Wednesday, January 14, 2009

Celestial Observations of the Moon

Celestial Observations of the Moon
The moon is easy to identify and is often visible during the day. Yet, the navigator taking the sight must follow the moon across the horizon. It appears to move very fast, so the navigator must be quick in obtaining the sextant reading. The moon's proximity to the earth requires only some additional corrections (Parallax) to (Ha) to obtain (Ho). The rest of the sight reduction is the same process as an observation of the sun.

Parallax (P)
Parallax is the difference in the direction of an object at a finite distance when viewed simultaneously from two different positions. It enters into the sextant altitude corrections because (Hs) is measured from the earth's surface, but Ho is calculated from the earth's center. Since the moon is the celestial body nearest the earth, parallax has its greatest effect on lunar observations. If the moon is directly overhead, such as with an altitude of 90°, there is no parallax, as its direction is the same at the center of the earth as for the observer. As the moon decreases in altitude its direction from the observer begins to differ with its direction from the earth's center, and the difference in direction increases continuously until the moon sets. The same effect occurs in reverse when a body is rising. Parallax ranges from zero for a body with an altitude of 90° to a maximum when the body is on the horizon, with 0° altitude. At altitude 0°, it is called horizontal parallax (HP).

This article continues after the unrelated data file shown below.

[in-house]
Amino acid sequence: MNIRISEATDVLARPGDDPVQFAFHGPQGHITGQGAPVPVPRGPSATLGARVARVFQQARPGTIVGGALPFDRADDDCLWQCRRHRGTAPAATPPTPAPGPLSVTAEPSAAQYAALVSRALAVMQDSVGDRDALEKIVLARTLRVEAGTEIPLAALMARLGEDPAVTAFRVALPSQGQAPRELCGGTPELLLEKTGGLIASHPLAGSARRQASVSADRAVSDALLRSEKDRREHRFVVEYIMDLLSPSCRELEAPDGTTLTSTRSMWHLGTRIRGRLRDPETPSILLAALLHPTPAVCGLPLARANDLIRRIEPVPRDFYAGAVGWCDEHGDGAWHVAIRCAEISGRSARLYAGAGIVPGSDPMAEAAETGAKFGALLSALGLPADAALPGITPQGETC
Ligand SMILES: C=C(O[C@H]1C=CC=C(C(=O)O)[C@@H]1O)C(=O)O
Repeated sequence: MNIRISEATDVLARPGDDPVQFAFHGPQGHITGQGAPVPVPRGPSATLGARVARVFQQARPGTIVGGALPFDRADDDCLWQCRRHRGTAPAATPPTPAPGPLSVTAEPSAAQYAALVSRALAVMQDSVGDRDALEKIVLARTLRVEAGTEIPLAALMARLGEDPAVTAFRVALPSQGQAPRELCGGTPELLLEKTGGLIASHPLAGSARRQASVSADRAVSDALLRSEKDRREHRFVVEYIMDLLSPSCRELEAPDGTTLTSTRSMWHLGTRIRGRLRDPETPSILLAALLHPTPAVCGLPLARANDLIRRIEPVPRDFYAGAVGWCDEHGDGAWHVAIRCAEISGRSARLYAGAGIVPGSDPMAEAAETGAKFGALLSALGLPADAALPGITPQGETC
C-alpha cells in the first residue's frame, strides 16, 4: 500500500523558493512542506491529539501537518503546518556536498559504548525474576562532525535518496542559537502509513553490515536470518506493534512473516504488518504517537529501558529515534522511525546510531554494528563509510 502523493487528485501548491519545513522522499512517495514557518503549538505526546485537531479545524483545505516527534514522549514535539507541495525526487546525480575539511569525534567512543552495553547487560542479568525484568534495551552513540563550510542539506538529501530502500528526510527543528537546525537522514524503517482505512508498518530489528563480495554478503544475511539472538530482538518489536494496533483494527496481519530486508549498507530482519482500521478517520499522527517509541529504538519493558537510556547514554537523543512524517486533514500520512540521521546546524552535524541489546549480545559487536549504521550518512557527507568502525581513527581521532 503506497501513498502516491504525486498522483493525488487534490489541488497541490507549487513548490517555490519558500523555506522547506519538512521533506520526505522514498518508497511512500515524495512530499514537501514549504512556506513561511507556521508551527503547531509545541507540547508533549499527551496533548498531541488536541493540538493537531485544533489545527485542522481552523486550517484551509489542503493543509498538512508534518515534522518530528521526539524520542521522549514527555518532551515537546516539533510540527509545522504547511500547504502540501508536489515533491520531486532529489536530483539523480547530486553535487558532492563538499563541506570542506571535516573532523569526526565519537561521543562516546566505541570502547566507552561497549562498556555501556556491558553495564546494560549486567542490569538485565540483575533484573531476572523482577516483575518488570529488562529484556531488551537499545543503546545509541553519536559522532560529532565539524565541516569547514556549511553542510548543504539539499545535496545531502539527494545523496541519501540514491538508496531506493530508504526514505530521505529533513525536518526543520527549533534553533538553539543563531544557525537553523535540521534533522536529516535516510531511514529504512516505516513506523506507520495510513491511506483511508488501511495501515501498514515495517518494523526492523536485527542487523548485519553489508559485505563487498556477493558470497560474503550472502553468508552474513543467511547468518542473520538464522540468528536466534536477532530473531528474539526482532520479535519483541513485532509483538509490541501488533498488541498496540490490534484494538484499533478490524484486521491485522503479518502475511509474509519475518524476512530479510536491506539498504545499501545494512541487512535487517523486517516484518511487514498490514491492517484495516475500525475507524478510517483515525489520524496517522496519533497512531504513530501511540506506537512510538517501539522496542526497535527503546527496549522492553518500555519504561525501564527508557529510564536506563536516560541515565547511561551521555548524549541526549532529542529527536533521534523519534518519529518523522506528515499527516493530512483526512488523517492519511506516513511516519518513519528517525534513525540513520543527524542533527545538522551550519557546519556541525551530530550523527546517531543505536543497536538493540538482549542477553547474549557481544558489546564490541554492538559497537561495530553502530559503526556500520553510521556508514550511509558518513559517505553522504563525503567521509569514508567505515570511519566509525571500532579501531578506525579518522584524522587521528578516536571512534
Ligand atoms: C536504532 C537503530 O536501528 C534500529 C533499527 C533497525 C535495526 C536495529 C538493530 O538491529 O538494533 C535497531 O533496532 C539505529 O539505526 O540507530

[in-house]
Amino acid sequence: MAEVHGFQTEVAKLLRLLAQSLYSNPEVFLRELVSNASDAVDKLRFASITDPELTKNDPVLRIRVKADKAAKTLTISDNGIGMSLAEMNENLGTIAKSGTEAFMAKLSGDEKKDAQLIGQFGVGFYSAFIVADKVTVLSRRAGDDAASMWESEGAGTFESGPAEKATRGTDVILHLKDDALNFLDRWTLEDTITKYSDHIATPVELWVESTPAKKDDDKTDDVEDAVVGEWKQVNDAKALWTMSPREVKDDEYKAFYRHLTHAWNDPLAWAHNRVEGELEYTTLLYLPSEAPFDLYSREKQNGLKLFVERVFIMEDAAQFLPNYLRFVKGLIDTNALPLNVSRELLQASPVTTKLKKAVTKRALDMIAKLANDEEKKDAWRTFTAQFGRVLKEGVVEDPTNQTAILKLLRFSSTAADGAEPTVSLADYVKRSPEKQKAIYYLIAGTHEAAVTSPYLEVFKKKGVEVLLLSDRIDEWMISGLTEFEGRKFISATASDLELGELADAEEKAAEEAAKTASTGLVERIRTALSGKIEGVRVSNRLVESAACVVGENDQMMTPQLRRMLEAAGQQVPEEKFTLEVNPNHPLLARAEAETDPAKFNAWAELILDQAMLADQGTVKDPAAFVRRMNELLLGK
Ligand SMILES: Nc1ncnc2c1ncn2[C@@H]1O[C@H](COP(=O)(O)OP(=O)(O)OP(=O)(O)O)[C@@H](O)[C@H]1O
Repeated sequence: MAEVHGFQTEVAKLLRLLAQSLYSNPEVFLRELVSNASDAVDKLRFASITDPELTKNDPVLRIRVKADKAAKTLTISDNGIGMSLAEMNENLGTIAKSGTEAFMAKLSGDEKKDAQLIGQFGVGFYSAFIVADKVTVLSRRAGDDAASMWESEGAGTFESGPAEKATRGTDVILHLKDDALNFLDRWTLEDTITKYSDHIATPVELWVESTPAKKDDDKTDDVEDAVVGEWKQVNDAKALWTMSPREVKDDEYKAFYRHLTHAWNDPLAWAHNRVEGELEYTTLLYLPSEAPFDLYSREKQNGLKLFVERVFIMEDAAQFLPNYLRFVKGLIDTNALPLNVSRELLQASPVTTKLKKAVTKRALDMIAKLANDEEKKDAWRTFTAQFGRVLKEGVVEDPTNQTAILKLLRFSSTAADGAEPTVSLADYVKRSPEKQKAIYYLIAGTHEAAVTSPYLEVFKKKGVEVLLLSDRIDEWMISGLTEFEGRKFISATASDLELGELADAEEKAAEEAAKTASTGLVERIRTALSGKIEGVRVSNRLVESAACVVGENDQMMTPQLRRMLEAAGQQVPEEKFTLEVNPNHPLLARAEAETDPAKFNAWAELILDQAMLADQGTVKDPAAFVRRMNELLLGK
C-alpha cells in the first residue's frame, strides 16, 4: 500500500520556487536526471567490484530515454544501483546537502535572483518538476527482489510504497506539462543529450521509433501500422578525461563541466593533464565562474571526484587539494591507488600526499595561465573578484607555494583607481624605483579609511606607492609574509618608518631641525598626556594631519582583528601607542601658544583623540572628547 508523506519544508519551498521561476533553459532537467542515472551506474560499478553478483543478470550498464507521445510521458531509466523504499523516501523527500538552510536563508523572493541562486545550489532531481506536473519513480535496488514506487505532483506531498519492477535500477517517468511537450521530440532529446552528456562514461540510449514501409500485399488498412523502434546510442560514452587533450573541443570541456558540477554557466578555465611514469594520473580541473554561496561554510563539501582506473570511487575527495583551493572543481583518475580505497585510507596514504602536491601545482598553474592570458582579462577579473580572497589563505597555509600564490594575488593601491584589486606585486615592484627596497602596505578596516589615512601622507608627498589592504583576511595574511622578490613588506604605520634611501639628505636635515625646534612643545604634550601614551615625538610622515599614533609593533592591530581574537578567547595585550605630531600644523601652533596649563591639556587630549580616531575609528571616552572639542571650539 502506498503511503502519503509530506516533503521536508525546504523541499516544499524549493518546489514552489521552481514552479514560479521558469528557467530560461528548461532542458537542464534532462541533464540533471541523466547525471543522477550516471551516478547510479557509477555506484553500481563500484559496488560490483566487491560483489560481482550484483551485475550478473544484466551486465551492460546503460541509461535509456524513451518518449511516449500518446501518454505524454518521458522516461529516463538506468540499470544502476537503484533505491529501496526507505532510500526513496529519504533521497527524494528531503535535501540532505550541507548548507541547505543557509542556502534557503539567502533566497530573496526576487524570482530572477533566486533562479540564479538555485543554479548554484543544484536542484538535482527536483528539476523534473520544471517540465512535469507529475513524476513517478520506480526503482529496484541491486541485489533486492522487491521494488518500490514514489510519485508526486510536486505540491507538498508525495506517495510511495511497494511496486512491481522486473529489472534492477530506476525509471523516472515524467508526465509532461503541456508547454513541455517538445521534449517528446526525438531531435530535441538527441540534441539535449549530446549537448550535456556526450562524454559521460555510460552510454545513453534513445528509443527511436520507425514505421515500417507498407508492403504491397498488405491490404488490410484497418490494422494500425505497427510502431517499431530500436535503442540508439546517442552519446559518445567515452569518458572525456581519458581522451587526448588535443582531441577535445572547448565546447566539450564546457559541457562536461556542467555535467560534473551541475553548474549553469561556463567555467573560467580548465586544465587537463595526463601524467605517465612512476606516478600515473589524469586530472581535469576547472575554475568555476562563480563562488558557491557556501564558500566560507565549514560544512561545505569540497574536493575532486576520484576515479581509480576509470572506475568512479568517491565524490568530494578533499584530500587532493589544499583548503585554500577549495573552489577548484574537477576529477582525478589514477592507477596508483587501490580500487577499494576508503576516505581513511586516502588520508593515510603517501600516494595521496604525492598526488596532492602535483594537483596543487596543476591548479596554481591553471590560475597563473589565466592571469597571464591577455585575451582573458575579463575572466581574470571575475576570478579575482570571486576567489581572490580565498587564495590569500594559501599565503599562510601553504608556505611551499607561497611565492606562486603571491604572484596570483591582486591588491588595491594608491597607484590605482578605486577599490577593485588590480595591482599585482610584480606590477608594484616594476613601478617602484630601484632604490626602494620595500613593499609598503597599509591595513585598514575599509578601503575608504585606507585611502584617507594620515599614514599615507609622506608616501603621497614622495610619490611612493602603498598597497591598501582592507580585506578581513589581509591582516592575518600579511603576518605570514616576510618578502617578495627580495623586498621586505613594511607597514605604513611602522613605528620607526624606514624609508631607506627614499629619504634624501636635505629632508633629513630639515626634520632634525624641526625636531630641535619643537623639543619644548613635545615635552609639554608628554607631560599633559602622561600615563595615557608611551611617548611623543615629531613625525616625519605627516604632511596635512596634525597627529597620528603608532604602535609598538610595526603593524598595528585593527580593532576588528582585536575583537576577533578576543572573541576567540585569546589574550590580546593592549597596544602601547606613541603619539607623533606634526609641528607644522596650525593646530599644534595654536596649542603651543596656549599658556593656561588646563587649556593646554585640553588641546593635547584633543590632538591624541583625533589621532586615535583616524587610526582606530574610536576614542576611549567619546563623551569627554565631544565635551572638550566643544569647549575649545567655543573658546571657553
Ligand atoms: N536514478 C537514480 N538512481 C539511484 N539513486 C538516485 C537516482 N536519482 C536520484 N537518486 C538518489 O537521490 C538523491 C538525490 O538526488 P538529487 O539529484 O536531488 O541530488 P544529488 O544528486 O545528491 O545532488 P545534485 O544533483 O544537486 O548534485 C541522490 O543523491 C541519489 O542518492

In addition to increasing as altitude decreases, parallax increases as distance to a celestial body decreases. Venus and Mars, when close to the earth, are also affected by parallax. The sun is slightly affected, the parallax correction for the sun being +0.1' from zero altitude to 65°. All other celestial bodies are too far from the earth to require correction for parallax when observed with the sextant. The correction for parallax is always positive. and is applied only to observations of the moon, sun, Venus, and Mars. When it is applied to (Hs), the sextant altitude is corrected to the value it would have if the observer were at the center of the earth. The value of horizontal parallax (HP) is found on the daily pages Nautical Almanac under Moon for every hour of GMT.

As with other observations the sextant corrections for dip and altitude are in the front of the Nautical Almanac. But for the Moon, the altitude and dip tables are in the back of the Nautical Almanac. Which means you cannot correct your (Hs) to (Ho) until you get the HP from the daily pages.This procedure goes against the format that I use, but you have to be flexible as you will see in the next blog titled "How to Compute the Intercept and Azimuth of the Moon".